The clear skies, bright sun and warm temperatures of Saturday morning made it hard to believe that only days before, a dangerous hurricane churned through the waters off the Georgia coast. Taking a look from above on Glynn County from the coast to the Turtle River, appearances seemed to confirm initial assessments of limited local effects from Hurricane Dorian.

One aspect was the clear demarcation between the area in the Plant McManus coal ash pond that, according to Georgia Power, has yet to be fully excavated, and the vast majority of the rest of the pond, which the company contends has been addressed.

“Georgia Power had personnel on-site leading up to Hurricane Dorian’s approach along the coast making additional hurricane preparations and there was no inundation of the pond,” Georgia Power said in a statement Friday to The News. “The pond’s integrity and the approximate two acres with remaining ash on site remained intact.

“For the approximate two acres remaining with ash that are located farthest away from the waterway, we constructed an additional berm to further enclose and protect the remaining approximate two-acre site in preparation for severe weather, such as Hurricane Dorian. The remaining water in the ash pond, outside of the approximately two acres, is not in contact with the ash.”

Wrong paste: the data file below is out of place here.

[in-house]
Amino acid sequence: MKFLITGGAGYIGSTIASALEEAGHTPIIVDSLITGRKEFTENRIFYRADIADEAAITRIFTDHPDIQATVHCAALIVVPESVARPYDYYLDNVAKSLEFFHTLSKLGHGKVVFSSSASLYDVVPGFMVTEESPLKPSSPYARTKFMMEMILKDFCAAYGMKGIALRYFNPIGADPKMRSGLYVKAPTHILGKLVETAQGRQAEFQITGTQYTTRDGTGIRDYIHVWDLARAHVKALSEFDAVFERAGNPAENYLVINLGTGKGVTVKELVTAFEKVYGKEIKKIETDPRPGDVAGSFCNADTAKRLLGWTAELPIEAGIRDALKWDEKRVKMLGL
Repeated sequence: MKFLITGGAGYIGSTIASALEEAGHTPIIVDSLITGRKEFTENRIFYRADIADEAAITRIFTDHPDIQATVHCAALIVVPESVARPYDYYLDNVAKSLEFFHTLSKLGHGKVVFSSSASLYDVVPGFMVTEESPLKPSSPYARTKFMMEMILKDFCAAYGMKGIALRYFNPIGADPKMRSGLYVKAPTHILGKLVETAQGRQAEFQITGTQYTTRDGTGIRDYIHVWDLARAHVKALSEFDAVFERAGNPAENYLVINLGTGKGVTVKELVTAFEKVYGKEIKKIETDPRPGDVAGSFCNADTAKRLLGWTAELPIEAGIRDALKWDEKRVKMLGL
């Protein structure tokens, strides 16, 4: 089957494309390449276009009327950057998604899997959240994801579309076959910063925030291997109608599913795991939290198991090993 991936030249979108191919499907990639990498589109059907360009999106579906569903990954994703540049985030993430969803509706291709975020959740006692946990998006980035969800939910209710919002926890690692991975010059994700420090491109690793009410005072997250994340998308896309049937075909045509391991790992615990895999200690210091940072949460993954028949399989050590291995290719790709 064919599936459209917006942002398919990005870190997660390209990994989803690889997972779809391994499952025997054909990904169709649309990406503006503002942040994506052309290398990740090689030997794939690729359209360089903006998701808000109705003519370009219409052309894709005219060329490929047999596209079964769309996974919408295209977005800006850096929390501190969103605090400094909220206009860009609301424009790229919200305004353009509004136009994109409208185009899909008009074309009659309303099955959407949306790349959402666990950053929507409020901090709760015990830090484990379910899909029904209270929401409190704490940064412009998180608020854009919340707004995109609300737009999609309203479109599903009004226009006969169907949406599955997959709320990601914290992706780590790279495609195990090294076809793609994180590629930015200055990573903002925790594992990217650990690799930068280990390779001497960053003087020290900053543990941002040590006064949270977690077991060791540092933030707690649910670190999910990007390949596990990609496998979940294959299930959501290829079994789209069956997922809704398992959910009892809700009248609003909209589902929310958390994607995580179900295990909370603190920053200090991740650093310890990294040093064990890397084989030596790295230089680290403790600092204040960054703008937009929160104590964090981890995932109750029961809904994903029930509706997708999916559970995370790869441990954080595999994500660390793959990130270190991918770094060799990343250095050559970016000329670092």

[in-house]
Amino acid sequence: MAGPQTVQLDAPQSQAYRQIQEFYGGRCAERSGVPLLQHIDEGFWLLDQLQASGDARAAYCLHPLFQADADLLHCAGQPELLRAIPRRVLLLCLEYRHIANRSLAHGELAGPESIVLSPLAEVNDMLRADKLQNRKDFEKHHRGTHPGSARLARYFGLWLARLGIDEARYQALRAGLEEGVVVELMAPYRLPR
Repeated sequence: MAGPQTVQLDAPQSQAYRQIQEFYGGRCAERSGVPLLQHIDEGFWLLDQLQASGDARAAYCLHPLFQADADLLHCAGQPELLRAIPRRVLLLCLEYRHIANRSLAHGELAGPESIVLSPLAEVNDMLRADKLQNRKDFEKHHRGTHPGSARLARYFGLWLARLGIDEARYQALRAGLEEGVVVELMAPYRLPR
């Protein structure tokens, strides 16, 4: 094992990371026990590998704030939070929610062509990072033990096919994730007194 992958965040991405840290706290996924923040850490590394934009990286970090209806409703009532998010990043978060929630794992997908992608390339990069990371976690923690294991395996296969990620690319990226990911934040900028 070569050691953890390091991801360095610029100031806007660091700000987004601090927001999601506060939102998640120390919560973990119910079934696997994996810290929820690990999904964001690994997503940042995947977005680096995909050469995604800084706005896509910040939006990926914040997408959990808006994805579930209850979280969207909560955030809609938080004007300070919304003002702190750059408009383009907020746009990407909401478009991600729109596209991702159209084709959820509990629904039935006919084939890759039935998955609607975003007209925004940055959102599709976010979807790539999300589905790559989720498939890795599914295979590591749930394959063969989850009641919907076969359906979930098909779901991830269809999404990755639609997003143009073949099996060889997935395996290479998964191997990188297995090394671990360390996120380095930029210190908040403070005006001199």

Reaction from the Altamaha Riverkeeper, which keeps a close eye on the McManus pond, was cautious optimism.

“If Georgia Power preventative measures of building a sand berm around the ash is different than the 2017 flooding event — which left contaminants such as arsenic and boron in the marsh — then that’s great,” Altamaha Riverkeeper Jen Hilburn said Saturday. “However, we have not seen any data from Georgia Power to our regulatory agency documenting testing data showing that they have reached bottom and the soil and water are uncontaminated.”

Hilburn earlier lauded the work of South Carolina utility Santee Cooper, which used an AquaDam around a coal ash pond near Conway, S.C., and thereby stopped flooding into the pond that could have contaminated the Waccamaw River during Hurricane Florence last year.

Meanwhile several miles east, the condition of the Sea Island spit appears largely the same as it did when construction had to pause for the beginning of sea turtle nesting season. Work cannot continue until Nov. 1, but action is scheduled to take place in federal court beforehand.

According to a consent motion and amended scheduling order in the lawsuit over spit development, plaintiffs’ motions for summary judgment are due Sept. 23. That kicks off the series of responses, with the federal defendants’ and Sea Island Acquisition’s opposition and cross-motions for summary judgment due Nov. 7, plaintiffs’ oppositions and cross-motions and replies due Dec. 9, and federal defendants’ and SIA’s summary judgment replies due Jan. 8.

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